When Kristi Chun’s 1-1/2-month-old son, Colby, showed signs of eczema on his ear, she picked up a bottle of over-the-counter anti-itch cream, not realizing she was starting her family on a years-long journey of doctors’ visits and sleepless nights.
The hydrocortisone was effective practically overnight, the mom of one recalls to PEOPLE, but when it returned the next time on his mouth, as well, she and her husband took Colby to a doctor. Within a week of the first signs of eczema, the Chuns’ pediatrician prescribed them a steroid cream.
Initially, Chun recalls, the doctor told her that they don’t usually “jump to steroids,” but she still received the prescription in a “casual conversation.”
“There was no discussion or patient counseling about dangers of using it, potential side effects, how long you should use it for, anything like that,” the mom tells PEOPLE.
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The prescription, Triamcinolone, worked successfully for a few weeks until the skin rashes came back on Colby’s face and neck crease. Because it was “oozy” more than it had been in the past, Chun asked her doctor if it could be a yeast infection. The doctor’s response? A prescription anti-fungal cream, Nystatin, Chun says — which no one told her also contained steroids.
Once again, the mom applied a thin layer on Colby’s skin and it disappeared almost overnight. When it came back, though, it was in his leg and arm creases, too. The solution was more steroid cream, the doctor told her, Chun recalls, adding that all the while, she was trying to eliminate any potential causes of Colby’s flare-ups from her home.
“I was breastfeeding, so I was on an elimination diet,” she says. “We were changing detergents, doing everything possible to try and find the cause of eczema.”
Then, after four weeks of using the creams, Colby, about 2 months old at the time, woke up at 3 a.m. “screaming. His body was dripping and oozing, and he just would not go back to sleep,” Chun says.
So she scheduled an emergency doctor’s appointment, and the practitioner recommended three days of oral steroids. Concerned about the other doc’s previous statement about steroids not usually being the first line of defense, Chun consulted with a doctor friend about the three-day treatment. She recalls that he said it was fine because the dosage would only last briefly.
One day of the pills later, Colby was fine again, but days later came another whole-body flare-up. The Chuns then sought a dermatologist, who prescribed, again, more steroid cream.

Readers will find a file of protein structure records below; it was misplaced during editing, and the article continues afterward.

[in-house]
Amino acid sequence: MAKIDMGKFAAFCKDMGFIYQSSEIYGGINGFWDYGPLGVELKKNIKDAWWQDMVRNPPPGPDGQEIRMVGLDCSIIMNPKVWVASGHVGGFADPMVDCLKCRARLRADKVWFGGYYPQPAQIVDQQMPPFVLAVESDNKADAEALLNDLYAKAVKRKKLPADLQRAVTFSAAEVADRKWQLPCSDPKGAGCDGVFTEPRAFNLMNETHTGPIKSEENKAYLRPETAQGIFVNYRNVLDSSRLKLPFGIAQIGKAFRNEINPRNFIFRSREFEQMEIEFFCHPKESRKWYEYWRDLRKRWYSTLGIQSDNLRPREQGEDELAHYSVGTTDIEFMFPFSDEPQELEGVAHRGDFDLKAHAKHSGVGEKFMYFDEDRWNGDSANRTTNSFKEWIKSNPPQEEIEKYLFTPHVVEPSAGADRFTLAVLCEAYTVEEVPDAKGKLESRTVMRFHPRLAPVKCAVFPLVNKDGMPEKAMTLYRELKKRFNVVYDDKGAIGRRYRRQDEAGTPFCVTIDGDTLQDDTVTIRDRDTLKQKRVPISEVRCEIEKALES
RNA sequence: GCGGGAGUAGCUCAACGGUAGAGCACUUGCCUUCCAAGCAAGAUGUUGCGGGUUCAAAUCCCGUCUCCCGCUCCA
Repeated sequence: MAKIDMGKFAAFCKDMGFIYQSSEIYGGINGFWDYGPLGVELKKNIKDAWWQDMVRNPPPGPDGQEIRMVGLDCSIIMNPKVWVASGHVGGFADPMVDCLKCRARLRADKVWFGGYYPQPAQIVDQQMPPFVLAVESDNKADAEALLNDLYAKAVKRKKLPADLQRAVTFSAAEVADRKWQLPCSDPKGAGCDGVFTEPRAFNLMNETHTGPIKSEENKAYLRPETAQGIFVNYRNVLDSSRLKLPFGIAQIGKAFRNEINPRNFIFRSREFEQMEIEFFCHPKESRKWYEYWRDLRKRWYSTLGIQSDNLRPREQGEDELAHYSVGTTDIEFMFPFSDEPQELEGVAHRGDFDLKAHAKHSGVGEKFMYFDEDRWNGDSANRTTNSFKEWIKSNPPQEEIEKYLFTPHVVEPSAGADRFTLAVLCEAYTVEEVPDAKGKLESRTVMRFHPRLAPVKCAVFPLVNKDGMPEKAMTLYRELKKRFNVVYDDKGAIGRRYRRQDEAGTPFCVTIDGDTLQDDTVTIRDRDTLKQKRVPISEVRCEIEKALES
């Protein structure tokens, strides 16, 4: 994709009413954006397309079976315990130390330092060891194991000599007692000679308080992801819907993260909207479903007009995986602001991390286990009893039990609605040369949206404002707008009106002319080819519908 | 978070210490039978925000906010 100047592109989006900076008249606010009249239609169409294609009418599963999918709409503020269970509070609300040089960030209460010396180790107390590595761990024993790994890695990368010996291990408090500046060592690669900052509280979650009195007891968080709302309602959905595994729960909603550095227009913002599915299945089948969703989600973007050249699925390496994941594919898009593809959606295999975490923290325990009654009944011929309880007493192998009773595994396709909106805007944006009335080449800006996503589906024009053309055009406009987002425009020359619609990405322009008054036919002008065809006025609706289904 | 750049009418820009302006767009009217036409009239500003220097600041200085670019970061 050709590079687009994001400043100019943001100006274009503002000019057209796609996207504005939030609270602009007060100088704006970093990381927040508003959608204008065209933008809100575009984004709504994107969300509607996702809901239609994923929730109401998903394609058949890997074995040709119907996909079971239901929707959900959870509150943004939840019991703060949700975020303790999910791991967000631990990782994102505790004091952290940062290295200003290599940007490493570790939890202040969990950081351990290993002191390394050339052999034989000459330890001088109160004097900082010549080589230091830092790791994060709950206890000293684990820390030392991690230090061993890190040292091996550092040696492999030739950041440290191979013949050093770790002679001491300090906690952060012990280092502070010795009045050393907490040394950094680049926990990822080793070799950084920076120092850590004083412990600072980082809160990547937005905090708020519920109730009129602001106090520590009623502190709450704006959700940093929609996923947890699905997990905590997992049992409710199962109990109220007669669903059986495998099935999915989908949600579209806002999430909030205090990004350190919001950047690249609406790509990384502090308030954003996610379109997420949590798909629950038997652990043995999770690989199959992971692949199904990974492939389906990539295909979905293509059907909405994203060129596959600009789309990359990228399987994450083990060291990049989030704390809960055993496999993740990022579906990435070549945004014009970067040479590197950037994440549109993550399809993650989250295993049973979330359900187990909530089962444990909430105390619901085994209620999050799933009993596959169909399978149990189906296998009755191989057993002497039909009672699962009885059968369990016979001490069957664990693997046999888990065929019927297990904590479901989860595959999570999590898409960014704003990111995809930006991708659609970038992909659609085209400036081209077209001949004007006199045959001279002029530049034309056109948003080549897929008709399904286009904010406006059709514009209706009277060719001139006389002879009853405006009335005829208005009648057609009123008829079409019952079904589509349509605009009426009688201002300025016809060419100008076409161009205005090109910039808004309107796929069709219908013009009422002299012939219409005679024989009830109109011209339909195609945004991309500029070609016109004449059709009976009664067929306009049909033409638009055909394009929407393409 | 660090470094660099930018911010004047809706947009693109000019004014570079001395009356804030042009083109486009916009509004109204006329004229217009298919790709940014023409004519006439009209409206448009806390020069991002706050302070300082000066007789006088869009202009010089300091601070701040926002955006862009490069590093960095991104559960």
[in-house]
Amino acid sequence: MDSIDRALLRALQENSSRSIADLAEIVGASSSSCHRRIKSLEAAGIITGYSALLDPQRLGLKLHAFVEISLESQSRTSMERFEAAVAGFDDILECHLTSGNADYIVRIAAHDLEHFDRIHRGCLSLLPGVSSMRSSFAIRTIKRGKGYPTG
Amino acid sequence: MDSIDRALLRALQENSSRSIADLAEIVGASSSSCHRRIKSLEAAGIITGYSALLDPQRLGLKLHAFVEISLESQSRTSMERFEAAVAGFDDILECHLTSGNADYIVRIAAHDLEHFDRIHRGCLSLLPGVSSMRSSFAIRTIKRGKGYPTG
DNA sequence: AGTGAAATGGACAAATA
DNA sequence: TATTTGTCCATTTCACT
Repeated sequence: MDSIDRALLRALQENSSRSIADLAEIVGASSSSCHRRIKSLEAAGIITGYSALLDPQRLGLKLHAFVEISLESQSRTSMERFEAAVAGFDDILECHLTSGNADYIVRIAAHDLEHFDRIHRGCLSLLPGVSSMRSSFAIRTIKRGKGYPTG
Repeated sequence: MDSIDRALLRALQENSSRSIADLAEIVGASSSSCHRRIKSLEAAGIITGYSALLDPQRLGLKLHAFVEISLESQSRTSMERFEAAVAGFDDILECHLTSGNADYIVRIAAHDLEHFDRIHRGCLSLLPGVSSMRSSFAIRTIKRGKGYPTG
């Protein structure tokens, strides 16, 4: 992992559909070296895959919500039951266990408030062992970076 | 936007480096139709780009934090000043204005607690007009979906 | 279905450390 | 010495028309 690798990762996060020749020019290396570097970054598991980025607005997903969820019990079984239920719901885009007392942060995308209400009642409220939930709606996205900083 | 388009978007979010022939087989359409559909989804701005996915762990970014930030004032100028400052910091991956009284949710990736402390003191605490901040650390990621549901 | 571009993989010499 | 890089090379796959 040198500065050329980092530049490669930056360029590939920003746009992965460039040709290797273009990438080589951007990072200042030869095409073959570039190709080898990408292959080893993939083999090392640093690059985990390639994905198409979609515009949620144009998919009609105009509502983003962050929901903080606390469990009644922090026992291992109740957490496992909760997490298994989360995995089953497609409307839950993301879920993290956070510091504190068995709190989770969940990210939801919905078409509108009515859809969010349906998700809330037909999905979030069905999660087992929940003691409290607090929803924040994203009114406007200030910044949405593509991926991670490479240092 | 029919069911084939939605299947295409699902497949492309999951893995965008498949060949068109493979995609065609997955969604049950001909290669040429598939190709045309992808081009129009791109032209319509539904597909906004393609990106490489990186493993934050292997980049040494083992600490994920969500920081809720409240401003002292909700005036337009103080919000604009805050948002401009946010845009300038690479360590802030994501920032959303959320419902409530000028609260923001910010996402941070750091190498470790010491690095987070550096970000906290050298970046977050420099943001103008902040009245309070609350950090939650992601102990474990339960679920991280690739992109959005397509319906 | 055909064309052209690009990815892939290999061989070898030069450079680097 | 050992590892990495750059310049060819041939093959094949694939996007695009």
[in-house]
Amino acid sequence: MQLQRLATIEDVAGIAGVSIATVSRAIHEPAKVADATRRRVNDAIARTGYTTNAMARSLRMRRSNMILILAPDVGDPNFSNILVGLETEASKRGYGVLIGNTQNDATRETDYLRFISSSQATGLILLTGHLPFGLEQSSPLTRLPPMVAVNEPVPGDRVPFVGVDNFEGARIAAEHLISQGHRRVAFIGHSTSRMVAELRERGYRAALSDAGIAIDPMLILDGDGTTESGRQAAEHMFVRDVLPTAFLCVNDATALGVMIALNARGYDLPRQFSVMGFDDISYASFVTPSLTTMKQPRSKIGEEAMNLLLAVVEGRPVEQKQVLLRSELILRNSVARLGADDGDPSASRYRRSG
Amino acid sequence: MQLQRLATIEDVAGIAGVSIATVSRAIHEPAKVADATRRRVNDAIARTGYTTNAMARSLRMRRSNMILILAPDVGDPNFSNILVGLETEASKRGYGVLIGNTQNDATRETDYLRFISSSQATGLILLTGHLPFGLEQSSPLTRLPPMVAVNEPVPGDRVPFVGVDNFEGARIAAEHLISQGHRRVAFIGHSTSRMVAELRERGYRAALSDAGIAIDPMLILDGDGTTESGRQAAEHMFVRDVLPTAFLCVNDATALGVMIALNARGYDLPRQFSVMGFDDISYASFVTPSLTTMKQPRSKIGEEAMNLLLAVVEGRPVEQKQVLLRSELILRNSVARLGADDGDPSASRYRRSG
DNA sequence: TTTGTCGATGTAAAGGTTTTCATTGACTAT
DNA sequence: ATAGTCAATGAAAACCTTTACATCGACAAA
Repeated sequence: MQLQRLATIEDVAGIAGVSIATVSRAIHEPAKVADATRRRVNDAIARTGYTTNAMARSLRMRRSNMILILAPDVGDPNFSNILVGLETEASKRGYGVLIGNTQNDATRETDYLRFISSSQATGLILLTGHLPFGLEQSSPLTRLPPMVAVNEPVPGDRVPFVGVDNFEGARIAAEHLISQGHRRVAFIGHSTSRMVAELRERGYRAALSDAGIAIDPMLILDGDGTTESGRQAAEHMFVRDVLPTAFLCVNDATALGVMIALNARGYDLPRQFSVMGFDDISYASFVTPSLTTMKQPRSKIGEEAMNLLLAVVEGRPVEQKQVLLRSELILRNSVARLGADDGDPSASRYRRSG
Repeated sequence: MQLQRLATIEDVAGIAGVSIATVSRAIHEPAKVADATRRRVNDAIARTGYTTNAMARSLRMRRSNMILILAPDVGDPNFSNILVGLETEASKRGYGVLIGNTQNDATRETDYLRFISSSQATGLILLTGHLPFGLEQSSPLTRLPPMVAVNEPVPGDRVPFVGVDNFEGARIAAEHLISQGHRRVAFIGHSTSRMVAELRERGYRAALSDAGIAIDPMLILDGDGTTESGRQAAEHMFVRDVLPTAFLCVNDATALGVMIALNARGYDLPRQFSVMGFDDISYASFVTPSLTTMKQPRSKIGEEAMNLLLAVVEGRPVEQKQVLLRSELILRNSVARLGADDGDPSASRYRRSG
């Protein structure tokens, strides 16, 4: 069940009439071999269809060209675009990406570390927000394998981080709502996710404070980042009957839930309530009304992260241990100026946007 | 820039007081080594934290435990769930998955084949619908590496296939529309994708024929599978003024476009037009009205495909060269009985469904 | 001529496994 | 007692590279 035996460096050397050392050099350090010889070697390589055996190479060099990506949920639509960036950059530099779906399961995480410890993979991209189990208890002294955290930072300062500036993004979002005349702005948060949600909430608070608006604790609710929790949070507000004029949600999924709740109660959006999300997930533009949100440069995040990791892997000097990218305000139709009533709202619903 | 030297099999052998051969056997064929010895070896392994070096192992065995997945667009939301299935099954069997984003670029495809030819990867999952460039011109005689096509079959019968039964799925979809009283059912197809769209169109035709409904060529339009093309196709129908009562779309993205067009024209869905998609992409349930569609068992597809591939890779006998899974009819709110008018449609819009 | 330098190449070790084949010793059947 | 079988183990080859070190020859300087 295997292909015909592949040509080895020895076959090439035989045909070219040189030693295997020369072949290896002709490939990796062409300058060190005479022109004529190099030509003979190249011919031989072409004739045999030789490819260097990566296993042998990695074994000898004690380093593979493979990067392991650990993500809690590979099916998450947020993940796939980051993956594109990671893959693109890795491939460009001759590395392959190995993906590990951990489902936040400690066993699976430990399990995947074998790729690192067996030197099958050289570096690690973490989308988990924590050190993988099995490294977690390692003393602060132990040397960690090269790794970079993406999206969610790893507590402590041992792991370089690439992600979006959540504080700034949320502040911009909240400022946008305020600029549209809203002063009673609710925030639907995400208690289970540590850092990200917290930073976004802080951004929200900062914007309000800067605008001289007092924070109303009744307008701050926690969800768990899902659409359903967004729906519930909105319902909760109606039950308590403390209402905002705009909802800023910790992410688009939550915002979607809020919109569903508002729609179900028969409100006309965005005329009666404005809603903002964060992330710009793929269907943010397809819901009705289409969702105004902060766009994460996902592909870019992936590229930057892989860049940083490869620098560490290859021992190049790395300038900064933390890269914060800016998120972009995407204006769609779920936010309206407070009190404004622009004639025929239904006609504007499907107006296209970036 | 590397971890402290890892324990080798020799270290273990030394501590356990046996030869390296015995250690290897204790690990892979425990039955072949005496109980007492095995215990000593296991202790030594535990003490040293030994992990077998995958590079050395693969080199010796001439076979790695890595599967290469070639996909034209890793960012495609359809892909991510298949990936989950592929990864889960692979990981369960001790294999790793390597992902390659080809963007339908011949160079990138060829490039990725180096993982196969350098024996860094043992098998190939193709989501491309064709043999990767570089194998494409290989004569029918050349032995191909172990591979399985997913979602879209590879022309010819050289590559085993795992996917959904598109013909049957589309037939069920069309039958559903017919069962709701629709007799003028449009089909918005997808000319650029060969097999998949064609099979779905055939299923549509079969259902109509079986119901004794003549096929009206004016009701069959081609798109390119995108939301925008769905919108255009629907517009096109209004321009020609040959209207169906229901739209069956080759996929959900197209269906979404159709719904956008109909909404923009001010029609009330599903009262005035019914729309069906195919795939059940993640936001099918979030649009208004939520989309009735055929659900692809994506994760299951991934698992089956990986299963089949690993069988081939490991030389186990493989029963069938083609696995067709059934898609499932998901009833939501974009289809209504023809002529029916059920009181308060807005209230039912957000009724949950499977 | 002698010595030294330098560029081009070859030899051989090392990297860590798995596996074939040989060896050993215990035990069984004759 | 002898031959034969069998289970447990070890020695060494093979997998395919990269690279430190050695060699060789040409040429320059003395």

“She was very casual in the way she prescribed it. She gave us more of what we already had and a prescription oil for his scalp,” Chun continues, adding that they used it on his whole body, including his cradle cap.
The cycle of Colby recovering almost immediately and then suffering even worse rashes continued for six weeks. There were periods where he wouldn’t sleep for more than 45 minutes at a time. All the while, the Chuns regularly brought their son to the dermatologist.
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“Every time we’d bring him back, they’d say, ‘Okay, put more [steroid cream]. Put it on his torso, his legs,’ ” Chun says. “We’d ask about natural solutions, and she’d say, ‘We’d prefer not to because natural doesn’t mean it’s good or that he wouldn’t have an allergic reaction.’ “
In Chun’s desperate search to find anything that would provide her infant some relief, she discovered wet raps. The treatment calls for a layer of emollient directly on the skin, a wet layer of fabric, then a dry layer of fabric — and a conversation with a doctor if it’s used in conjunction with steroids. Chun says the doctor told her to apply the steroids before the emollient and then proceed with the product’s instructions.
“He’s this tiny little thing, and he would scream like he was being tortured,” when the mom applied the wet wraps, she says. “I thought I was doing the right thing.”
After two weeks of the wet wraps — and a lot of searching online for support for her son’s condition — Chun discovered the condition topical steroid withdrawal, also known as TSW.
“I saw there was a pattern,” she says. “It got to a point where I could predict when the eczema would come back. At that point, I realized that he was reacting to the steroids and I’d have to take him off them.”
Although Chun was confident in her assessment with what was wrong with her son, doctors “did not support” her and said to keep Colby on the drugs.
But they did stop using the steroids, and “It got even worse,” she recalls. “His whole body was swollen, his feet looked like balloons, his legs were huge, and his skin was very week. He would bleed so easily.”
Finally, though, after six to eight months of trying natural alternatives to steroids, from coconut oil, to wheat grass cream and organic honey, Colby smiled for the first time Chun could ever remember.
Now that Colby is 21 months old, he’s finally starting to live a normal, steroid-free life, his mom says.
“Only within the past couple weeks has he been able to take a normal bath without screaming,” she explains. “He’s able to enjoy life for the most part.”
Based on her research — she’s relied heavily on the International Topical Steroid Addiction Network for information — Chun expects Colby to be fully recovered by the time he turns 3.
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For parents whose sons and daughters are struggling with eczema — about 13 percent of kids do — Chun recommends always getting a second medical opinion about how to treat the condition.
Chun also advises always checking the FDA warning label before giving a child any prescription or over-the-counter drugs, even if they’re handed over totally casually.
“Doctors often prescribe things thinking there’s no chance of addiction,” she says, “but clearly it’s not always fine.”
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